For the Music of Der Glöckner von Notre Dame I have decided to do a few songs at a time (with the two exceptions).  I’m also going to try to not compare the singers between the Disney Cast and the Original Berlin Cast and I’m going to try not to discusss staging too much.

Die Glocken Notre Dames

Frollo (Norbert Lamla) with Baby Quasimodo and the Archdeacon Der Glöckner von Notre Dame

Frollo (Norbert Lamla) with Baby Quasimodo and the Archdeacon Der Glöckner von Notre Dame

Die Glocken Notre Dames (The Bells of Notre Dame) is the show’s opening number and it is pretty much exactly the same as it is in the movie but there are some differences. First off, no Puppet. Yeah, I know tragic. Clopin appears as a beggar and not as a performer, so any humor that the Disney version had is gone. Giving us a a clear tone. Also Clopin is not telling the story of Quasimodo and Frollo to children he instead tells it to  the audience which makes him more clearly a narrator.

Another difference is Quasimodo’s mother talks back to Frollo. Now, I don’t speak much German and I don’t have access to a script (I looked and couldn’t find one so if you know what she saying or know of a script let me know) so I have no idea what she is saying, I could guess. Probably goes along the lines of something like this:

Frollo- Hey, you there what are you hiding?
Quasimodo’s Mother – Who me? It’s just my Baby 
Frollo – You Lie, give me what you are concealing, I wants it! 
Or something like that or I’m way off.

Another difference is there is some instruments. The difference can really be heard when the Archdeacon is singing. There is a Piano and a lower brass opposed to the original which seems to be woodwinds, bells and a high brass. Also the usage of bells at the end is different whereas the movie uses what sounds like low octave bells that play a few notes the musical opts for scales of higher octave bells and I swear I hear a xylophone in there.

Also the attitude of Frollo and Archdeacon are different. In the movie Frollo is cool  and calm and the Archdeacon has a sad yet kind of soft tone till he get firm about the eyes. In the stage show Frollo is flustered and Archdeacon is forceful from the get go.

Also a staging difference, there are videos that you can be see on youtube (if Youtube isn’t killed by SOPA and PIPA) that shows this number performed on stage and when Quasimodo’s Mother is push by Frollo she doesn’t die right away. As she is dying she reaches for Quasimodo. So I guess she died of blood loss and not of head trauma or a broken neck like the movie but I’m no doctor. Watch Video Here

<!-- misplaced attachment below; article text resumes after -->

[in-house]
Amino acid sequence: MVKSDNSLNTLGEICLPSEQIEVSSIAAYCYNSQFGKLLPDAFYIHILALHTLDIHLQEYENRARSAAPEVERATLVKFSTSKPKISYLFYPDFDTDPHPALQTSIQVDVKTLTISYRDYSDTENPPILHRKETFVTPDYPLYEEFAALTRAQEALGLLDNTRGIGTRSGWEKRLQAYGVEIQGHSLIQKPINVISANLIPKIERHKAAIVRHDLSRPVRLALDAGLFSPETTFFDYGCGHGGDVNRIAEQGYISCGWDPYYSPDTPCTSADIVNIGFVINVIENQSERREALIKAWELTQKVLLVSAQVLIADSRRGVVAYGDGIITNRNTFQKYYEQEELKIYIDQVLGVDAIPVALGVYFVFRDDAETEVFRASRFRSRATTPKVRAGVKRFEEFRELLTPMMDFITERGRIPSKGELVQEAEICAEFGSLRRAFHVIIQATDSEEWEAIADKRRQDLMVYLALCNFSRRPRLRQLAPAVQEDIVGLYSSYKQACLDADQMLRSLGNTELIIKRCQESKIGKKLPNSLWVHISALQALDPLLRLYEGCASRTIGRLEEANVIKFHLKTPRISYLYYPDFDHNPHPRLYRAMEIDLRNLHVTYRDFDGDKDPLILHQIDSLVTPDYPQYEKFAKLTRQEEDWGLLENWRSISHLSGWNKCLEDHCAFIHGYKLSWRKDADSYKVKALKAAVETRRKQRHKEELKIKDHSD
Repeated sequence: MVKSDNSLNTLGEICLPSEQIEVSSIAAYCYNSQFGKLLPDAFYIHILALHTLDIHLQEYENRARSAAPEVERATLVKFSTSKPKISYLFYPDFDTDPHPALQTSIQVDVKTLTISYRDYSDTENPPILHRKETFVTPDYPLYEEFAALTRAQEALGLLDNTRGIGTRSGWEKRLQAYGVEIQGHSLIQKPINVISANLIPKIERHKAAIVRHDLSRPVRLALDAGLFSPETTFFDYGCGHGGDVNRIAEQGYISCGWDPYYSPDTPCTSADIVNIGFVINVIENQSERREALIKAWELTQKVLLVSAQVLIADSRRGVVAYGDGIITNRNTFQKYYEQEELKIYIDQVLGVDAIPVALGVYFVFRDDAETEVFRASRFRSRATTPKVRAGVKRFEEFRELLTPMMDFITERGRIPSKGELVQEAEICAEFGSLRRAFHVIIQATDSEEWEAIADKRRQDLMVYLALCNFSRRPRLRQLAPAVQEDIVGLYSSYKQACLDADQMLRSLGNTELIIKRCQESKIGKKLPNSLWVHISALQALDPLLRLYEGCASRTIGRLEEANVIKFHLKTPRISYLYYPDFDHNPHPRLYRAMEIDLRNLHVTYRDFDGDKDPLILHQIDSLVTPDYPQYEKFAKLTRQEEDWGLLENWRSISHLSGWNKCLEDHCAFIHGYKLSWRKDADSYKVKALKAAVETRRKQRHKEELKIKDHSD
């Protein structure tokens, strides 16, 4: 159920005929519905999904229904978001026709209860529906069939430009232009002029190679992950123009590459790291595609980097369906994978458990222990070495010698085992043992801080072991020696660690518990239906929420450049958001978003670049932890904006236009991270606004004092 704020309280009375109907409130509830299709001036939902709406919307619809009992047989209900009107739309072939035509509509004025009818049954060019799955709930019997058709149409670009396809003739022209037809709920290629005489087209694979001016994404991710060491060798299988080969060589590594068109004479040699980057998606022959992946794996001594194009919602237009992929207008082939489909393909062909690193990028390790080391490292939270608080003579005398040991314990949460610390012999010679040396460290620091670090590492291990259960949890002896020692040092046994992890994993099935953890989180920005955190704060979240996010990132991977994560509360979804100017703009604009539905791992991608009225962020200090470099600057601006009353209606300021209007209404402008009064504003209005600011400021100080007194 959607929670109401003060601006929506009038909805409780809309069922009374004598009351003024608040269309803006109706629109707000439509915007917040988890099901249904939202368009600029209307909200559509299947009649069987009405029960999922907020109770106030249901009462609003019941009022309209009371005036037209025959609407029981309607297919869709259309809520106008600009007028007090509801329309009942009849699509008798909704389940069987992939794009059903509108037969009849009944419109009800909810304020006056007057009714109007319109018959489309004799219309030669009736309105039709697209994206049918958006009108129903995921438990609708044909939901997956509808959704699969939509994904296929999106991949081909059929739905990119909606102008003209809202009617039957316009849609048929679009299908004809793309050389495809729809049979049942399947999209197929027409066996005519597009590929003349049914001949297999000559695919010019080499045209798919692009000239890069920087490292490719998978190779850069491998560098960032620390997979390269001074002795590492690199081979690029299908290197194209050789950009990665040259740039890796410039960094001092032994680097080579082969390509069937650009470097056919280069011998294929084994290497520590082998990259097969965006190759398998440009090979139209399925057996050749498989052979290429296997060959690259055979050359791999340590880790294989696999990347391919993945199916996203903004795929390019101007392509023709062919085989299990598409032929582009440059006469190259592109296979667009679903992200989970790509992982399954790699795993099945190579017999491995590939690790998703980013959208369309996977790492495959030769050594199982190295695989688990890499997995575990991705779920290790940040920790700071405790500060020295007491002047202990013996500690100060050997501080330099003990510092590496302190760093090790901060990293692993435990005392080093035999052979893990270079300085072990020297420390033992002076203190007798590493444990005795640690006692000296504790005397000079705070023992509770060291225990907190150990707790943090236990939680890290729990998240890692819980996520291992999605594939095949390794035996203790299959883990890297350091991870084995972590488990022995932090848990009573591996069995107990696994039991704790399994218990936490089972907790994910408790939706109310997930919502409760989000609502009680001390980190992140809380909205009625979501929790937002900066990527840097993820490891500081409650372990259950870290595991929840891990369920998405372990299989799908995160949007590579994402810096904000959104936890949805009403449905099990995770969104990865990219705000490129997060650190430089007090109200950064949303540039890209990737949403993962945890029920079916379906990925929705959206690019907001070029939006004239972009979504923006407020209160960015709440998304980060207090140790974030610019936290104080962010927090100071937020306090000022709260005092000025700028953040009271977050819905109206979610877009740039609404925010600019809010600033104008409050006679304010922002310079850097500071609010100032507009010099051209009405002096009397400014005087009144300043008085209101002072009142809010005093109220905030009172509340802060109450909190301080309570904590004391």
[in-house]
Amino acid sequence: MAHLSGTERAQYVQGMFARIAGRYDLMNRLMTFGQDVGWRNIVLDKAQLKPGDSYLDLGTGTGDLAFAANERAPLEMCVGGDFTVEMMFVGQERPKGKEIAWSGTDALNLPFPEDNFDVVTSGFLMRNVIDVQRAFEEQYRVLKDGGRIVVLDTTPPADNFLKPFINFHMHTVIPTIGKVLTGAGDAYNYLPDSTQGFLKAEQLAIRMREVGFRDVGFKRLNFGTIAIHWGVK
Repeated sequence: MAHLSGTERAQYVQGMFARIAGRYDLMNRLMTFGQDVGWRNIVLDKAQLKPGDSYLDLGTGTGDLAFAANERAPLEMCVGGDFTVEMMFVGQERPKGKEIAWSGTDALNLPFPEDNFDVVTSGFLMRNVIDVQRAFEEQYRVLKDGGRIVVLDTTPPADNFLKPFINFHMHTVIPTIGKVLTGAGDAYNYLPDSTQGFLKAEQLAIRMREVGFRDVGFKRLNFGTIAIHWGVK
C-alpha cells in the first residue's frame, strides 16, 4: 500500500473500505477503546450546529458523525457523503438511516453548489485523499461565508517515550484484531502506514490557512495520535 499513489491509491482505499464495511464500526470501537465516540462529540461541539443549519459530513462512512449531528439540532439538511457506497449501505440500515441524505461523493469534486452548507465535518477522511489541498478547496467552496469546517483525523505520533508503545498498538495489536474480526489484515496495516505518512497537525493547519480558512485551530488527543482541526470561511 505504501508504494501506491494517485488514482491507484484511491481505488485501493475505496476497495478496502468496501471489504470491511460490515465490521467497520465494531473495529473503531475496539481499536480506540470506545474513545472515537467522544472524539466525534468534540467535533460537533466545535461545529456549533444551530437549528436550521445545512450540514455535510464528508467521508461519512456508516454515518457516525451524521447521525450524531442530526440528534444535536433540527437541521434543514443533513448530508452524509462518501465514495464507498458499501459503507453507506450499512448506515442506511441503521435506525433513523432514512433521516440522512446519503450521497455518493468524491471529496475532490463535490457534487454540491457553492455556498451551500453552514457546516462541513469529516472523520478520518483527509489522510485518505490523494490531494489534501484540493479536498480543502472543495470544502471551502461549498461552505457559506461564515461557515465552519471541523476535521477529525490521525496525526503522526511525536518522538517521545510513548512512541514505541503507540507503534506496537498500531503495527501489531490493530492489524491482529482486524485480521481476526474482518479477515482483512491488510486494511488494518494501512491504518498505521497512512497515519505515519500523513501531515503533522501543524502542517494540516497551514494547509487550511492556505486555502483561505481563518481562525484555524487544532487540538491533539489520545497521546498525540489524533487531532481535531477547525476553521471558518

Frollo and Quasimodo Der Glöckner von Notre Dame picture image

Frollo and Quasimodo Der Glöckner von Notre Dame

Zuflucht  or Refuge is a song  that is extended from Frollo’s part of the movie  version of Out There. This song is where you learn that Frollo was a Priest  but he thought that Paris was sick and needed to be save and so he changed his career to a judge. Quasimodo still sings in it with the addition of the Gargoyles Antoine (Hugo), Charles (Victor) and Loni (Laverne). The Gargoyles here sing against Frollo and encourage Quasimodo to go out side to see the world for himself.

Musically the first part is the same as the movie, so where Out There starts properly (Quasimodo’s part) the music changes and the last part with Gargoyles is like a composite of the new movement and the old one and it works well. I actually like the gargoyles here, their harmony together and with Frollo is nice. The harmony is like the Angel and Devil on each shoulder troupe. And having the Gargoyle sing with Frollo solidifies the gargoyles as imaginary. The Gargoyles part makes it clear that they are not as cheerful or upbeat as their movie counterparts. There is a combination of hope and confusion in their lines, because as they sing about what the outside world is like they can’t complete their thoughts because as aspects of Quasimodo they too have no idea what the outside world is like.


Quasimodo with the Gargoyles Der Glöckner von Notre Dame picture image

Quasimodo with the Gargoyles Der Glöckner von Notre Dame

Draußen or Outside is exactly the same as the movie version of Out There with one wonderful difference; there is no more wobbly vibrato. Another than that there are no further differences I can ascertain.

Watch Video clip here

Next Time – Part 2 of the Music of Der Glöckner von Notre Dame with;

Tanz auf dem Seil (Dance on the Rope)
Ein bißchen Freude (A Bit of Joy)
Drunter drüber (Topsy Turvy)

Esmeralda and Clopin during Drunter Drüber" (Topsy Turvy) Der Glöckner von Notre Dame picture image

Esmeralda and Clopin during Drunter drübe” (Topsy Turvy) Der Glöckner von Notre Dame